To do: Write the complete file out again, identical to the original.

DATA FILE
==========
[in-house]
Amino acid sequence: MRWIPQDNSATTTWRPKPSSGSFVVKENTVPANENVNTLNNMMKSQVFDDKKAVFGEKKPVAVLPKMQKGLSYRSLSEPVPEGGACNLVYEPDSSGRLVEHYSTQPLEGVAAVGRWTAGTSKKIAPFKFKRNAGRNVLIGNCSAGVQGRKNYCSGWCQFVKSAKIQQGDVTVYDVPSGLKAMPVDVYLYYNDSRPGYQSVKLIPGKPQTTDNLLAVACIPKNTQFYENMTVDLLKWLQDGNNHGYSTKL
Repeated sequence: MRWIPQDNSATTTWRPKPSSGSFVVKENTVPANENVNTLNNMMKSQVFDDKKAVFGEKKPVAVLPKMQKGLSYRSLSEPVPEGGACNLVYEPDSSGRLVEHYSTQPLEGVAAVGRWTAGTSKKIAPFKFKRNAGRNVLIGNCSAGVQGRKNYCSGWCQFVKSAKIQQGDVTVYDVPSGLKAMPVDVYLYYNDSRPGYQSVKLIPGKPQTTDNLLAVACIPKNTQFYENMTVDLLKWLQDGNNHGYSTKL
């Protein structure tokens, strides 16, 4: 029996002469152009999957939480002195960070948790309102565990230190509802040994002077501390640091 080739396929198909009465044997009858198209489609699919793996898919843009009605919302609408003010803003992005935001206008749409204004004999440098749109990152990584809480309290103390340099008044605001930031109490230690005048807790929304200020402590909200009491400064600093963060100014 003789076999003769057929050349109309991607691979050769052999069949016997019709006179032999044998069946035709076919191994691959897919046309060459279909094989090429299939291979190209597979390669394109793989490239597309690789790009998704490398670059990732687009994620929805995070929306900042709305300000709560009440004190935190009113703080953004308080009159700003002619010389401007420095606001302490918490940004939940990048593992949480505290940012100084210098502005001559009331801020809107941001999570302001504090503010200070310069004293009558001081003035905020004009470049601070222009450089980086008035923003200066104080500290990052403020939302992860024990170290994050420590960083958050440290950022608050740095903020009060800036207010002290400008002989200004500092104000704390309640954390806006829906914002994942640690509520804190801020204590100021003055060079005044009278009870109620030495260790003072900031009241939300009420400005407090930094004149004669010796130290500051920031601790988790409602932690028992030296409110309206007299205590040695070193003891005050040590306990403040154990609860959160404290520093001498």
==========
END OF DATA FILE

[in-house]
Amino acid sequence: MRWIPQDNSATTTWRPKPSSGSFVVKENTVPANENVNTLNNMMKSQVFDDKKAVFGEKKPVAVLPKMQKGLSYRSLSEPVPEGGACNLVYEPDSSGRLVEHYSTQPLEGVAAVGRWTAGTSKKIAPFKFKRNAGRNVLIGNCSAGVQGRKNYCSGWCQFVKSAKIQQGDVTVYDVPSGLKAMPVDVYLYYNDSRPGYQSVKLIPGKPQTTDNLLAVACIPKNTQFYENMTVDLLKWLQDGNNHGYSTKL
Repeated sequence: MRWIPQDNSATTTWRPKPSSGSFVVKENTVPANENVNTLNNMMKSQVFDDKKAVFGEKKPVAVLPKMQKGLSYRSLSEPVPEGGACNLVYEPDSSGRLVEHYSTQPLEGVAAVGRWTAGTSKKIAPFKFKRNAGRNVLIGNCSAGVQGRKNYCSGWCQFVKSAKIQQGDVTVYDVPSGLKAMPVDVYLYYNDSRPGYQSVKLIPGKPQTTDNLLAVACIPKNTQFYENMTVDLLKWLQDGNNHGYSTKL
């Protein structure tokens, strides 16, 4: 029996002469152009999957939480002195960070948790309102565990230190509802040994002077501390640091 080739396929198909009465044997009858198209489609699919793996898919843009009605919302609408003010803003992005935001206008749409204004004999440098749109990152990584809480309290103390340099008044605001930031109490230690005048807790929304200020402590909200009491400064600093963060100014 003789076999003769057929050349109309991607691979050769052999069949016997019709006179032999044998069946035709076919191994691959897919046309060459279909094989090429299939291979190209597979390669394109793989490239597309690789790009998704490398670059990732687009994620929805995070929306900042709305300000709560009440004190935190009113703080953004308080009159700003002619010389401007420095606001302490918490940004939940990048593992949480505290940012100084210098502005001559009331801020809107941001999570302001504090503010200070310069004293009558001081003035905020004009470049601070222009450089980086008035923003200066104080500290990052403020939302992860024990170290994050420590960083958050440290950022608050740095903020009060800036207010002290400008002989200004500092104000704390309640954390806006829906914002994942640690509520804190801020204590100021003055060079005044009278009870109620030495260790003072900031009241939300009420400005407090930094004149004669010796130290500051920031601790988790409602932690028992030296409110309206007299205590040695070193003891005050040590306990403040154990609860959160404290520093001498």